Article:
No matter where she turned there was nothing but torment. When she was finally able to quiet herself down a little bit, she could hear some of her friends playing outside the house. But she couldn’t go out to play. Instead, she sank into a daydream, imagining a day when someone would finally make the pain and abuse stop.

Even when I didn’t want to believe that I was this little girl, the images of her and the pain she felt were always there in the background. And no matter what was happening in my mind, I couldn’t deny the depression, loneliness, and feelings of worthlessness that plagued my heart even when everything in my teenage life seemed fine.

The images kept coming, and with them an unexplainable repulsion toward one minister our family knew well on the mission field. His face seemed ingrained in all of the images, but still I hoped the scenes of the little girl weren’t real. Tormented by these persistent, invasive thoughts, and even more so by the fear that I could never escape them, I retreated even further behind a wall of shame. I did what I could to bury it all.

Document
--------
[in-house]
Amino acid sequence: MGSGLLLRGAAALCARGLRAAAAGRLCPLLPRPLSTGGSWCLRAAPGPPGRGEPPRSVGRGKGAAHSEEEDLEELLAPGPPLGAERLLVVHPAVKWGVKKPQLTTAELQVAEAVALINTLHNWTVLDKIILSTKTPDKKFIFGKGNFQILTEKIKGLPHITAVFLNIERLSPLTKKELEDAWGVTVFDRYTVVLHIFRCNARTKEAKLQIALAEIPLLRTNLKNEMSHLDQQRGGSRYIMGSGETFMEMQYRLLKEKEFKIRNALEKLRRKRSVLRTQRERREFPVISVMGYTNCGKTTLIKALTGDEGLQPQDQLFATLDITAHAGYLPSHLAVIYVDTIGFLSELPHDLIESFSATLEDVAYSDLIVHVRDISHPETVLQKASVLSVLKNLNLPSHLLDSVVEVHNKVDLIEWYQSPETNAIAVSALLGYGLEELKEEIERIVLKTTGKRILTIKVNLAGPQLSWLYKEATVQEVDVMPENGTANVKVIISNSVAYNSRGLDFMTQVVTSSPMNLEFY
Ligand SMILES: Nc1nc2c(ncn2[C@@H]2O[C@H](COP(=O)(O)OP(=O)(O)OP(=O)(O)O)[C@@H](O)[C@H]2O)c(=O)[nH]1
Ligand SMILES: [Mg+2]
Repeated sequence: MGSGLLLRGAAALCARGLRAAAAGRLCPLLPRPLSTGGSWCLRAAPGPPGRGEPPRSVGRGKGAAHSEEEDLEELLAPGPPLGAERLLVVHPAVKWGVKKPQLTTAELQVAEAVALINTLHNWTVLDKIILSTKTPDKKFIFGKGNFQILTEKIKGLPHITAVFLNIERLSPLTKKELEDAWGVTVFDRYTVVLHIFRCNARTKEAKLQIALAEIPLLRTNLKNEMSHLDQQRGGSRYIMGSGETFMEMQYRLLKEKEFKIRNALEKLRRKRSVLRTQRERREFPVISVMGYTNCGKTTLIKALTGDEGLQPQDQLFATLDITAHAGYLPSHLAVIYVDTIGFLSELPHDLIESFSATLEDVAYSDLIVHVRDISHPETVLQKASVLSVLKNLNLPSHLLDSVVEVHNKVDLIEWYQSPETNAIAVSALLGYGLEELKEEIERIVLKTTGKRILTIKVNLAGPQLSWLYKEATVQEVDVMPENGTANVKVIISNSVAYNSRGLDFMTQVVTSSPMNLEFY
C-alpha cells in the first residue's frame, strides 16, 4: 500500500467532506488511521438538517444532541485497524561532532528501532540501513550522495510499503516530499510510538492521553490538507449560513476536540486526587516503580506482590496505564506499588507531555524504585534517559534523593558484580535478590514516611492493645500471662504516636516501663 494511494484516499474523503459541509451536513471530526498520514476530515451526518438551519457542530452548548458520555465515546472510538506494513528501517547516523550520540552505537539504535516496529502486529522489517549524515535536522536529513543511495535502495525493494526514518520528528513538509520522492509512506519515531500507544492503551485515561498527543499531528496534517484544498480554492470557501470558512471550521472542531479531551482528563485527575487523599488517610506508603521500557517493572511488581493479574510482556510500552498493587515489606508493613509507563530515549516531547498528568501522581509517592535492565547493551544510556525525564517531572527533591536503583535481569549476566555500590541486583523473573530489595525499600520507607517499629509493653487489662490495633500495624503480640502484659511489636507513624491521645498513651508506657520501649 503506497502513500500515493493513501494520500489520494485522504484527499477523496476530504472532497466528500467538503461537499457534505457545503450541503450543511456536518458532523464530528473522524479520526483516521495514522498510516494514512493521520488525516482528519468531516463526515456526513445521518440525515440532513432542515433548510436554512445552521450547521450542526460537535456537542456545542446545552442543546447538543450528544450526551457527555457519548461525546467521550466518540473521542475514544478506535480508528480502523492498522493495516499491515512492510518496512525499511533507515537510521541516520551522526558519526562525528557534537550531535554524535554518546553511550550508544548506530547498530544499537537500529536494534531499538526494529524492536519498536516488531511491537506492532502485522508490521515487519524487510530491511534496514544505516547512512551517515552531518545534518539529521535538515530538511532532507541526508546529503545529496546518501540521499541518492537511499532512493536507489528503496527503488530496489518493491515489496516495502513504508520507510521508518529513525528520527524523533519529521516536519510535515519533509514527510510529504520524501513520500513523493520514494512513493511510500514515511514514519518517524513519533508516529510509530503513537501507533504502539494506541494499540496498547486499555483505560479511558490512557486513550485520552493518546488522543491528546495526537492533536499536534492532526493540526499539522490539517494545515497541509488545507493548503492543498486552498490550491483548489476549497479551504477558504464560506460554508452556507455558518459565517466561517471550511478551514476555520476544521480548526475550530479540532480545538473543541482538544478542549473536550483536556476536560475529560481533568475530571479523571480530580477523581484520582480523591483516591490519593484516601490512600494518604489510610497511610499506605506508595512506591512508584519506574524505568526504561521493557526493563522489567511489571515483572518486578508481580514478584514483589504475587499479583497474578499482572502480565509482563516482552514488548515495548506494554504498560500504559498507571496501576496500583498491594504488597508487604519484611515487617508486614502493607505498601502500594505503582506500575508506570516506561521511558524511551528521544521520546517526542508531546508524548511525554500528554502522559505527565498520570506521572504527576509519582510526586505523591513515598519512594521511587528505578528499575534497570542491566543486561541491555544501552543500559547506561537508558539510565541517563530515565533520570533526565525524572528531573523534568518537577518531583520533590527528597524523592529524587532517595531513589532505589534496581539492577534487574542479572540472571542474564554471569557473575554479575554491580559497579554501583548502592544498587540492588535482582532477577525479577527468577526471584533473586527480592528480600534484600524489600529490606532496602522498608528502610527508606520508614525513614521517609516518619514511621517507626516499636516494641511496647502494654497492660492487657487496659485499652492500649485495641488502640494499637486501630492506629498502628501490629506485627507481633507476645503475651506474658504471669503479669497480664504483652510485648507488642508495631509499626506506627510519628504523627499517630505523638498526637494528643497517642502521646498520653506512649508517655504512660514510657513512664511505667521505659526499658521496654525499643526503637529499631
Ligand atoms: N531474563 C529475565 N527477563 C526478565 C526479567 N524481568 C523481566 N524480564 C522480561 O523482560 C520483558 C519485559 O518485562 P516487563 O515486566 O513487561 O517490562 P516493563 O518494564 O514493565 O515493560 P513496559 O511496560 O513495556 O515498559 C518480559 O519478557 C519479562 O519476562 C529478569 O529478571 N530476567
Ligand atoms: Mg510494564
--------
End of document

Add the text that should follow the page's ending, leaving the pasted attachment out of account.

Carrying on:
Facing the Past

I carried these feelings of pain and hopelessness silently for years. Then one month before I left home for college, I had a conversation with someone who had been on the mission field with my family. That meeting changed everything. Completely unaware of the abuse I had suffered, this friend told me that a minister we had known in Colombia was found to have sexually abused children when we were living in Medellín. He listed several children’s names, and some of them were my dear friends.